Amos Lee is a hard man to put a label on. Right down to his name (it's a stage name), his genre -- an eclectic mix of rock, R&B, country and folk -- and his songs -- equal parts funky and soulful, serious and playful.
Brush up on your German and warm up to the graceful country folk of Desiree Klaeukens on the banjo and fiddle-laced track "Warm In Meinem Herz" ("Warm in My Heart").
Des Moines, Iowa band the River Monks take folk foundations -- banjo, guitar and close harmonies -- and then build and build from there, creating a mysterious, almost psychedelic sound on the new track "Beasts."
From the Bronx to New Orleans, Hurray for the Riff Raff proves that finding a place to call home is most important in "Small Town Heroes."
With any Shovels and Rope show, it's not just about two skilled performers throwing genre rules in the trash with a multi-instrumental onslaught that defies logic. Two people shouldn't be able to make that much robust, fevered noise without backup, but they do.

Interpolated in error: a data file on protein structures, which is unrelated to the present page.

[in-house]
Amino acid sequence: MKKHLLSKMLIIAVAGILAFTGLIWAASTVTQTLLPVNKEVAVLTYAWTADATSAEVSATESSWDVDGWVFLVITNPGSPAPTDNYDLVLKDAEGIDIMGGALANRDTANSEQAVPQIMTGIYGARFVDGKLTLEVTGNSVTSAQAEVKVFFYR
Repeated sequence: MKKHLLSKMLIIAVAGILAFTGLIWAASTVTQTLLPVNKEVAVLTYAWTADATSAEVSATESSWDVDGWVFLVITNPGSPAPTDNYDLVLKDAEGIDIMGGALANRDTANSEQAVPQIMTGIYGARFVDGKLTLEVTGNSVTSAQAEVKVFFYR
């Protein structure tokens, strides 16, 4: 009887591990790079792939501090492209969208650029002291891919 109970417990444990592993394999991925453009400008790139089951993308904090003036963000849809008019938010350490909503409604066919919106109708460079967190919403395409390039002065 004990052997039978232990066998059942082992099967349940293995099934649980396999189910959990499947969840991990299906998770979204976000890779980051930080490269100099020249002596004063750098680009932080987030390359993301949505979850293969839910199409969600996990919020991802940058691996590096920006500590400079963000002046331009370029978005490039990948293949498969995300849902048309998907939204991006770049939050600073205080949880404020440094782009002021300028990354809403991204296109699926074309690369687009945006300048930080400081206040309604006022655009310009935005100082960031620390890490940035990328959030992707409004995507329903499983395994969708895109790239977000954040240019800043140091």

Drawing from a background diverse enough to take him from the fields of Maine potato farm to social work in Boston's inner city, singer/songwriter Ellis Paul tells tales of struggle and triumph in the style of folk heroes like Woody Guthrie.
When she first joined KDHX as the Development Director she had no intentions of hosting a show, but it wasn't long before Caron House began working on Wax Lyrical, her Monday afternoon celebration of singer-songwriter craft.
Made up of members of Robust Worlds, Heavy Deeds, Gospel Gossip and Is/Is, Minneapolis band Web of Sunsets get as picturesque and languorous as its name on the lovely, psych-folk track "Wildflowers."